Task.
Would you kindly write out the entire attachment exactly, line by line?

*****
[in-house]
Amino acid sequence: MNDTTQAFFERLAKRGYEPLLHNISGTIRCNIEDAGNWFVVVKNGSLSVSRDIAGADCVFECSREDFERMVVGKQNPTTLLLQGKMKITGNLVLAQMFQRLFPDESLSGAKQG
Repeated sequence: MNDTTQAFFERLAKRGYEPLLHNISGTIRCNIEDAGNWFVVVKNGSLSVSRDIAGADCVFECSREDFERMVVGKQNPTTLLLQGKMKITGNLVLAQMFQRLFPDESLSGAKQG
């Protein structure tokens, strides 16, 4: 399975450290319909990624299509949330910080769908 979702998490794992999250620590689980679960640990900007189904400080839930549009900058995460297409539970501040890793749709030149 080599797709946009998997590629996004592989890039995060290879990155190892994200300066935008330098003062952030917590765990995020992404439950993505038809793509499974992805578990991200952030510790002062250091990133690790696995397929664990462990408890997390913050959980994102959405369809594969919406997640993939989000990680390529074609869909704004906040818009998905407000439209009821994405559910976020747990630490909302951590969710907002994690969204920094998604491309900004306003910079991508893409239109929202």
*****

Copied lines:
[in-house]
Amino acid sequence: MNDTTQAFFERLAKRGYEPLLHNISGTIRCNIEDAGNWFVVVKNGSLSVSRDIAGADCVFECSREDFERMVVGKQNPTTLLLQGKMKITGNLVLAQMFQRLFPDESLSGAKQG
Repeated sequence: MNDTTQAFFERLAKRGYEPLLHNISGTIRCNIEDAGNWFVVVKNGSLSVSRDIAGADCVFECSREDFERMVVGKQNPTTLLLQGKMKITGNLVLAQMFQRLFPDESLSGAKQG
């Protein structure tokens, strides 16, 4: 399975450290319909990624299509949330910080769908 979702998490794992999250620590689980679960640990900007189904400080839930549009900058995460297409539970501040890793749709030149 080599797709946009998997590629996004592989890039995060290879990155190892994200300066935008330098003062952030917590765990995020992404439950993505038809793509499974992805578990991200952030510790002062250091990133690790696995397929664990462990408890997390913050959980994102959405369809594969919406997640993939989000990680390529074609869909704004906040818009998905407000439209009821994405559910976020747990630490909302951590969710907002994690969204920094998604491309900004306003910079991508893409239109929202």